Enzo Fortuny: Voice behind a hundred masks

Enzo Fortuny
Enzo Fortuny in front of one of his most recognised characters, InuYasha.

The Spanish language voiceover artist for such iconic figures as Frodo Baggins and Arnold from Hey Arnold, Enzo Fortuny, speaks to Oli Pritchard


There was so much going on at SOFA that it was hard to believe there was yet more hidden behind the scenes. Yet that was what Oli Pritchard found, as he had the rare luck to be able to speak to Enzo Fortuny, voiceover artist for such iconic figures as Frodo Baggins and Arnold from Hey Arnold, not to mention a slew of anime such as InuYasha.

Enzo is a friendly figure, easily putting one at ease as he draws up a seat. It’s been a long day, but he’s happy and willing to talk at length. “My favourite character? Well, there are many, but InuYasha, Drake, Arnold. They’re my favourites for their personalities…and also for the amount of love that the fans have [for them].”

He continues, “Naturally, we voiceover artists are anonymous, although we become known on some social networks. Thanks to the fans, the otakus of InuYasha, I have received a lot of love.”

“Drake too, it’s so much fun.” He leans forward and there’s an almost electric charge of excitement, as though he’s imparting a hidden wisdom, “[Drake and Josh] is a very well written series. It’s an excellent comedy, and when I dub it I have a lot of fun.”

He explains that certain characters allow more freedom to play, “I recently dubbed a mouse for Discovery, one of their kids’ shows. That was a lot of fun, because in English he was really funny-sounding, so I did it exactly the same way for the Spanish version. You see, with caricatures you can really play around a lot more.”

Voiceover actors have a lot to deal with. Part of it is being expected to use a tremendous range of different voices. “The most difficult voices are any characters that shout a lot, or are very effusive, like InuYasha. Also, there are parts of Drake where he speaks very quickly, and we have to dub it all because Mexican dubbing has a very good reputation at a continental level. Part of that reputation is because, in general, it’s very well synchronised.”

Enzo goes on to talk about Frodo Baggins from Lord of the Rings. He sits bolt upright as he affects the mannerisms of the little hobbit and it becomes clear that he is an actor, not just a voice. That voice, however, is exemplary as he launches into character, shivering and shaking. “Frodo is a character that’s always like this, ‘ah, um, uh, Sam…Gandalf…uuuh.’ You might say that’s easy, that they’re just noises, but it’s not easy at all because you have to stay true to the original and look at the lips.” He gives a number of sighs, coughs and laughs to illustrate their differences. It’s becoming clear that his stellar reputation is well deserved and that this work is much more complicated than I had thought.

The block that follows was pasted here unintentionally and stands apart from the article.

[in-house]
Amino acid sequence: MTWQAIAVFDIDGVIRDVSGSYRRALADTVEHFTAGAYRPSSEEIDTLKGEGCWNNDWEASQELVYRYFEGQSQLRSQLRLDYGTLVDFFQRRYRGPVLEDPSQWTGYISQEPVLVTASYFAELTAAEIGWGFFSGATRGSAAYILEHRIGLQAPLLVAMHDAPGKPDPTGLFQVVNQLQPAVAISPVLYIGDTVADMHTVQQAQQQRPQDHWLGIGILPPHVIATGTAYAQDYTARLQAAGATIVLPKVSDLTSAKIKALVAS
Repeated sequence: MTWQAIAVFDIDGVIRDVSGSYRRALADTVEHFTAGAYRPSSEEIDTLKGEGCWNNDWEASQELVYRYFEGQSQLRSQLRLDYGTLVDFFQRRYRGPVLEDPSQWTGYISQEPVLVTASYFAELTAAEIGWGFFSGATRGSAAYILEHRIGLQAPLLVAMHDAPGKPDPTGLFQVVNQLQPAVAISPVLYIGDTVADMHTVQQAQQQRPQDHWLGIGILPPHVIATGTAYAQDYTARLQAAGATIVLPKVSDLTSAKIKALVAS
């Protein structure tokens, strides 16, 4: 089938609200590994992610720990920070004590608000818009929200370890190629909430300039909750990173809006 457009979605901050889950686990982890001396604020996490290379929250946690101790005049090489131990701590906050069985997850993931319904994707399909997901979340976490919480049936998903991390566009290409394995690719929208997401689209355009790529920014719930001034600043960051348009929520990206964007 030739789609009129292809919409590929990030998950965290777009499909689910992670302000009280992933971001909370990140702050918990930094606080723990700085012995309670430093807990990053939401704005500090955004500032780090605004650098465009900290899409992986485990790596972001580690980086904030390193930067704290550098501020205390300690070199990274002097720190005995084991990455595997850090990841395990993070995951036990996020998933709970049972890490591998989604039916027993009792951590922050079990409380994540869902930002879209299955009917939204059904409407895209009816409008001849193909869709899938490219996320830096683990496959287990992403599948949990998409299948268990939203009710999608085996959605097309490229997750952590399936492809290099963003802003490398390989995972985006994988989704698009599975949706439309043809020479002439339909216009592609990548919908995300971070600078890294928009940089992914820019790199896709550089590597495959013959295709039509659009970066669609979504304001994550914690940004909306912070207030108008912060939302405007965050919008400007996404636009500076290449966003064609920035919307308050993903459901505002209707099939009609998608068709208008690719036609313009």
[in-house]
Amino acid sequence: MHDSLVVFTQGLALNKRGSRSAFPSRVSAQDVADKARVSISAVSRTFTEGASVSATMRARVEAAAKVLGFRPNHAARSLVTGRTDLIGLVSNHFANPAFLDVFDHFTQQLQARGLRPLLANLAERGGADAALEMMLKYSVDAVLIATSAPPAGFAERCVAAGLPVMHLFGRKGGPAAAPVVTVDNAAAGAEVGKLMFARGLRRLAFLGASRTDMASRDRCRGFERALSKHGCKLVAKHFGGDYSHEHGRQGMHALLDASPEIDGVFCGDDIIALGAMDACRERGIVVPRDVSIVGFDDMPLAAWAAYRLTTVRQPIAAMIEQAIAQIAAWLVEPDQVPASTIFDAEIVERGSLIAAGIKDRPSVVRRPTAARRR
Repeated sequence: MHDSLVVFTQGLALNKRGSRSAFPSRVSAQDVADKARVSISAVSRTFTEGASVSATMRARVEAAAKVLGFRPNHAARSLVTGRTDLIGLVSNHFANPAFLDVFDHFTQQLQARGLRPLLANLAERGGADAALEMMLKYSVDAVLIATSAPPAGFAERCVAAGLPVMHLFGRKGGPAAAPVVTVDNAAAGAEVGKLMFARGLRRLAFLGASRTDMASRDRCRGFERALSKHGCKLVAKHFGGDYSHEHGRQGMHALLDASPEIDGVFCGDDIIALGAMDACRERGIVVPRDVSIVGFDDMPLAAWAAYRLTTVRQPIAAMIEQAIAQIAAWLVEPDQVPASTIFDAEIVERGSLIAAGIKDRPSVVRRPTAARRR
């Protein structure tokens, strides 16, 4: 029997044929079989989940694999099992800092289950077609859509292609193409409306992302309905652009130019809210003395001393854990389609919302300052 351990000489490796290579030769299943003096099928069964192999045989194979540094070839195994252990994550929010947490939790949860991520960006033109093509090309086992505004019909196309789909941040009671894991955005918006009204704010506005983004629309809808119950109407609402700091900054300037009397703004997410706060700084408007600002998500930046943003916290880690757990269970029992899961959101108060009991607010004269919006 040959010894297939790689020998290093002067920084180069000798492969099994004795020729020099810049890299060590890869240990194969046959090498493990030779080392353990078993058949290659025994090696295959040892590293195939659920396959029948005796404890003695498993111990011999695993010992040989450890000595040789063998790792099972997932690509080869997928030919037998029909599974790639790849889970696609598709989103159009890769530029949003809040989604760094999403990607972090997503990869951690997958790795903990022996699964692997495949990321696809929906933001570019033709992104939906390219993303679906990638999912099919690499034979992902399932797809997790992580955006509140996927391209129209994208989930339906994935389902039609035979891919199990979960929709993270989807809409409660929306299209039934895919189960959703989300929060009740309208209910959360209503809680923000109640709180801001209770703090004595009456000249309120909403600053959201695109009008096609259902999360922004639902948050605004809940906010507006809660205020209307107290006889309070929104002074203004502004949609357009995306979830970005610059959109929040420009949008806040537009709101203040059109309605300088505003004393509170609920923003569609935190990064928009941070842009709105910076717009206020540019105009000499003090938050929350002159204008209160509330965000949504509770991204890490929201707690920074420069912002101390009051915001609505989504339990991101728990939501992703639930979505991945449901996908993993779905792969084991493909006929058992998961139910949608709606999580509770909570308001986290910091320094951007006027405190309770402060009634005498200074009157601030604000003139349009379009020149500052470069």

Watching the video is important, then, to check that the lips match the words. Enzo points out that in video game dubbing this is much easier, as they can use ProTools to simply change the lip movement. But when it’s video, he’s required to multitask. “I have the script, of course, and the video too. Matching the two isn’t always easy.” He mimes looking at the two and it’s immediately obvious that this requires a fair amount of concentration. “You see? I’m reading, watching, synchronising and acting, all at once! It’s very complex.”

Added to this is a need to watch the original. The idea is not to copy, but to pick up some elements from the original actor. “I’ve watched Elijah Wood many times”, says Fortuny, slipping seamlessly into the voice, “and I know very well how he talks, how his voice is and how it matches his face. We were born in the same year, although he’s more serious than me, so I need to drop my tone.” Here he shifts his pitch dramatically upwards, “not like the tones I use with Drake for example.”

“If you have a good director,” recounts Enzo, “they will explain the film, your character and their role in the film, and normally, the end of the film. But not always.” We fall about laughing as he tells us how surprising it can be to watch films he’s dubbed. “For example, I was dubbing a new film, Kiss of The Damned, I think it’s called, about vampires. At the start I didn’t understand the film well at all. Of course, for roles like this you need”, and he drops his voice, “a voice very low and slow. I didn’t really understand the film at all, and in the end the ending was very different to what I had imagined.”

It sounds like there isn’t much freedom at times, and Enzo is quick to clarify, “It depends on the client. There are some that are very orthodox, the script is the script and that’s the end. But the majority are not like that, they accept changes. Logically, you have to stay in the context, you can’t invent new stories. But we can adapt certain things. For example, English is much more clipped than Spanish. So we might lose a few words in order to be able to synchronise the dialogue.” This explanation has been given in his Arnold voice, by the way.

Of course, Enzo does not only work with English originals. I’m intrigued to know whether the process is different for him in different languages. “Well, I know English, more or less, so I can adapt things easier. From Japanese, that’s impossible, because I don’t know any Japanese! Also, anime is sometimes very badly animated. The mouths are often open for very long periods, like 3 seconds of a single scream. Sometimes, and I admit this is a sin, we change the voice slightly to avoid that being a problem.”

He finds German difficult, but assures us that “Portuguese is much easier, as it’s much closer to Spanish. We understand various words.”


 

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